Transfagarasan is a thrilling road through Dracula’s territory

By dangerousroads

Transfăgărășan is a very scenic road located in Romania. Spooky dark tunnels (the longest is more than 800 meters and pitch black), plus endless twists and turns make for a thrilling mountain ride through Dracula’s territory.



How long is Transfagarasan road?

The road, officially known as DN7C, is 90km (55.92 miles) long, featuring 80 hairpin curves, 5 tunnels, and over 500 small bridges. The road offers a great driving experience in the country, owing a lot to the endless winding parts and fantastic rugged mountainous scenery. The most spectacular route is from the North. It is a winding road, dotted with steep hairpin turns, long S-curves, and sharp descents. Due to the topography, the average speed is around 40 km/h.

Is Transfagarasan road worth it?

It’s one of the most scenic drives in the world. The Transfăgărășan is a very challenging drive and a magnet for drivers. The road provides access to Bâlea Lake and Bâlea Waterfall. Travelers can find food and lodging at several hotels or chalets (cabane) along the way. To sleep, there are numerous villages and towns on both sides of the highway offering accommodation for every budget. The hotels on or just off the highway itself tend to be expensive. Several campsites can also be found. The road’s difficult spelling and pronunciation are a preview of what any driver can expect from this thoroughfare. Among the attractions along the southern section of the road, near the village of Arefu, is the Poienari fortress. The castle served as the residence of Vlad III the Impaler, the prince who inspired Bram Stoker’s Dracula character. There is a parking area and a path to the ruins.

When was Transfagarasan road built?

Built as a strategic military route, the 90 km of twists and turns run north to south across the tallest sections of the Southern Carpathians. It links Transylvania and Wallachia and the cities of Sibiu and Pitești and was constructed between 1970 and 1974, during the rule of Nicolae Ceaușescu. It was built mainly with military forces, at a high cost both financially and from a human standpoint—roughly 6 million kilograms of dynamite were used on the northern face, and the official records mention that about 40 soldiers lost their lives in building accidents, and it came as a response to the 1968 invasion of Czechoslovakia by the Soviet Union. Ceaușescu wanted to ensure quick military access across the mountains in the event the Soviets attempted a similar move into Romania.

Is Transfagarasan road open?

This road, also known as Ceausescu’s Folly, tops out at 2.042m (6,699ft) above sea level, by Pasul Bâlea. It is covered with snow between late October and late June and usually is closed during this period, meaning that it is available only during a few summer months to delight the eye with outstanding landscapes that Romania usually meets its visitors. Depending on the weather, it may remain open until as late as November. It may also be closed, at times, because of weather conditions (it occasionally snows even in August). There are signs at the town of Curtea de Argeș and the village of Cârțișoara that provide information on the passage.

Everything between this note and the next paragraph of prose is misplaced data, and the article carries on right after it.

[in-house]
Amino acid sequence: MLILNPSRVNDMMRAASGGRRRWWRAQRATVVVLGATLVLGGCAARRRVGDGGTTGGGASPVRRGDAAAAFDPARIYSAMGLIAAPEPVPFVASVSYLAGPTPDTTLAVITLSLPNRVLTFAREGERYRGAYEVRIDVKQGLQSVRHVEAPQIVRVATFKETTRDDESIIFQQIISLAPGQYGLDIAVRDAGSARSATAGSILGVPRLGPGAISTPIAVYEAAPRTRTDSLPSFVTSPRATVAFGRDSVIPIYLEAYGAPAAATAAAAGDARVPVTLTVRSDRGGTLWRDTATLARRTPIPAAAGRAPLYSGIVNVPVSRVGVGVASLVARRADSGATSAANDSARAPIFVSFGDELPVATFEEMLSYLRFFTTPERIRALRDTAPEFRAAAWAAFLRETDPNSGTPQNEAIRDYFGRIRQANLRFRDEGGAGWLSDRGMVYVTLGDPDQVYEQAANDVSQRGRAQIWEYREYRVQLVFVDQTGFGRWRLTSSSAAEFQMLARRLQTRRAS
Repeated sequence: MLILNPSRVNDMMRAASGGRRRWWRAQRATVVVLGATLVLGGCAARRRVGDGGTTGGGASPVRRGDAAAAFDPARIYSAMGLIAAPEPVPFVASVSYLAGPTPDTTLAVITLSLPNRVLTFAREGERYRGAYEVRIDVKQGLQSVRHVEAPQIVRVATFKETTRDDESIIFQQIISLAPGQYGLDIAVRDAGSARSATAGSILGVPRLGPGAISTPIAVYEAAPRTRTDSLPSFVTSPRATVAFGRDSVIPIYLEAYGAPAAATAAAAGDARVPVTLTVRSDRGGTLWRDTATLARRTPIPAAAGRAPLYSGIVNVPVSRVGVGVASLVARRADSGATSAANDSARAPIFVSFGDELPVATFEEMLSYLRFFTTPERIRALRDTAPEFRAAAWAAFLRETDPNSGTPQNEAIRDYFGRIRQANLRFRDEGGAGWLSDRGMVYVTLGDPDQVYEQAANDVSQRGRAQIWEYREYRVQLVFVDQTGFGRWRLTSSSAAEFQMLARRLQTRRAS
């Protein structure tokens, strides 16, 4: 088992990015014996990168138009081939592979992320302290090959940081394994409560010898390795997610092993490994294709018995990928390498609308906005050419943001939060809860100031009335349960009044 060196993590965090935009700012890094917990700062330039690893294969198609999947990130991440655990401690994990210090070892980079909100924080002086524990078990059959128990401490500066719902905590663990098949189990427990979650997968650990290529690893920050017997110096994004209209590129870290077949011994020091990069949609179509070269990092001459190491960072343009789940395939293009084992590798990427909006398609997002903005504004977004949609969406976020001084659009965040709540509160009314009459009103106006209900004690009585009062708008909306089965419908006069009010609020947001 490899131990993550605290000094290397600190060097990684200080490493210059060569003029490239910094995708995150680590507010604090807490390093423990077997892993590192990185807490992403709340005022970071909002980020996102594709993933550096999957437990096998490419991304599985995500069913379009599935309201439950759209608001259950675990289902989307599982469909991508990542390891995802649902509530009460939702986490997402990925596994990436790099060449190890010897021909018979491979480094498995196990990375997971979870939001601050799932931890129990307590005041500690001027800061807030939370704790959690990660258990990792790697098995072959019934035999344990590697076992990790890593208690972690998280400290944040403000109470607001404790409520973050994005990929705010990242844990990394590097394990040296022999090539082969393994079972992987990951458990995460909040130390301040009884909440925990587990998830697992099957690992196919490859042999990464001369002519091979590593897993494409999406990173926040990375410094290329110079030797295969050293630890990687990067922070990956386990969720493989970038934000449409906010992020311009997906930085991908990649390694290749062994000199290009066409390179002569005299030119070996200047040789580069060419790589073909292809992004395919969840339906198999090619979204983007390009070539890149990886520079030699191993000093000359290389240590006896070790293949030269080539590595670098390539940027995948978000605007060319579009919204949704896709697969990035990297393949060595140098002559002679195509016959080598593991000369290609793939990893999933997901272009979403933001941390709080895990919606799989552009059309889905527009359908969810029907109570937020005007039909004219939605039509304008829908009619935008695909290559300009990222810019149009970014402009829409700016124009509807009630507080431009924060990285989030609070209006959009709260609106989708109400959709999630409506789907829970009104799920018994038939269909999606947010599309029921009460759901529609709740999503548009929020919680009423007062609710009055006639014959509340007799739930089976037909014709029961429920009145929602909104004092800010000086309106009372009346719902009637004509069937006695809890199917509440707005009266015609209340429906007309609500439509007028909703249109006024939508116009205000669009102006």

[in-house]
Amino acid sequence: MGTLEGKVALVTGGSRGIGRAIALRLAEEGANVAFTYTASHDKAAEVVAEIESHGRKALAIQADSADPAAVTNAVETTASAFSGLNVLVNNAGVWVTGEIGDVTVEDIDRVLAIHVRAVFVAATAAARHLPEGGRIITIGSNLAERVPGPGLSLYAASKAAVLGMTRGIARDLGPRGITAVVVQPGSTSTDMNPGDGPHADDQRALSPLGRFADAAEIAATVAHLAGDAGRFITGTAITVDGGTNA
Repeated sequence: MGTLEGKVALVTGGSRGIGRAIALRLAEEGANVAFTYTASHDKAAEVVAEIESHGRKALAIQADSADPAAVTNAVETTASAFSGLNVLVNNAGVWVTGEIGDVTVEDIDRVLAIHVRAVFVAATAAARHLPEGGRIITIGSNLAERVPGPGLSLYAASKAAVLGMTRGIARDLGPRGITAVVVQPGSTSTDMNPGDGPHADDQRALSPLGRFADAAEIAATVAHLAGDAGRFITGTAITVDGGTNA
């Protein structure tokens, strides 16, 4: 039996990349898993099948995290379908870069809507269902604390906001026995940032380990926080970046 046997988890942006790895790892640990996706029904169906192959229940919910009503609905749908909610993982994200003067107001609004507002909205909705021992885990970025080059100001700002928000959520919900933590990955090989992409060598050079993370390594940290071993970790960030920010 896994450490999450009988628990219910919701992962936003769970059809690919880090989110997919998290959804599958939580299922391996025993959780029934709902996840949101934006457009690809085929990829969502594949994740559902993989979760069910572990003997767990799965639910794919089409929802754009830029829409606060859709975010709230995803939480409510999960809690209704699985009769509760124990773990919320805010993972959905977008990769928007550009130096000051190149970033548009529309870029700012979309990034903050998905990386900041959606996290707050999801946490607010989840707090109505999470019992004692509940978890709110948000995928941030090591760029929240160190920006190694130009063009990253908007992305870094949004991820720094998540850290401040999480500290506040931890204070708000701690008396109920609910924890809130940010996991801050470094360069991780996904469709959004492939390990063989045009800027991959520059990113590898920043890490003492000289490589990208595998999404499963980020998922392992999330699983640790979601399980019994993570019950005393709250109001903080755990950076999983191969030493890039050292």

When is the best time to drive the Transfagarasan road?

Located in the central part of the country, it’s one of the famous Romanian high-altitude roads. Check the weather forecast on the day you head for the drive, as it is closed in bad weather. Generally speaking, it is safe to plan your trip between mid-June and mid-September. The road that traverses the Carpathian Mountains will send chills down your spine, especially when you reach the top. At the summit, there is a very beautiful alpine lake (Capra-Bâlea Lac) and souvenir shops, restaurants…

What’s Bâlea Pass?

Pasul Bâlea is a high mountain pass at an elevation of 2.042m (6,699ft) above sea level, located on the boundary of Argeș and Sibiu counties. Set high in the Făgăraș Mountains, the highest mountains of the Southern Carpathians, the pass is the highest point on the Transfăgărășan (DN7C National Road).

Where was Ghost Rider: Spirit of Vengeance filmed?

The road was closed for several days in November 2010 because it was featured in Ghost Rider: Spirit of Vengeance, with Nicolas Cage. The scenes were filmed on some sections between km 56 (HPP) and km 62 (The dam). The road has become one of the preferred settings for drive tests, photo shootings, and auto commercials for sports cars and motorcycles in recent years. Several international car brands have chosen this Romania’s high-altitude road as the setting for their commercials and drive tests, and sports car owners all over the world have come to feel the thrill of driving on it.

Is Transfagarasan road paved?

The road is totally paved. It runs between the highest peak in the country, Moldoveanu, and the second highest, Negoiu. There are large sections of non-barriered road with sheer drops of over 1000 ft. It has more tunnels (a total of 5) and viaducts than any other road in Romania. Near the highest point, at Bâlea Lake, the road passes through the longest road tunnel in Romania which is not lighted (884 m).

Tunnels on the Transfagarasan

km Length (m) Width (m) Year of construction
116 884 4.4 1972
57 15.95 6 1962
57 51.47 6.2 1962
60 117.1 6 1962
61 97.89 7.1 1962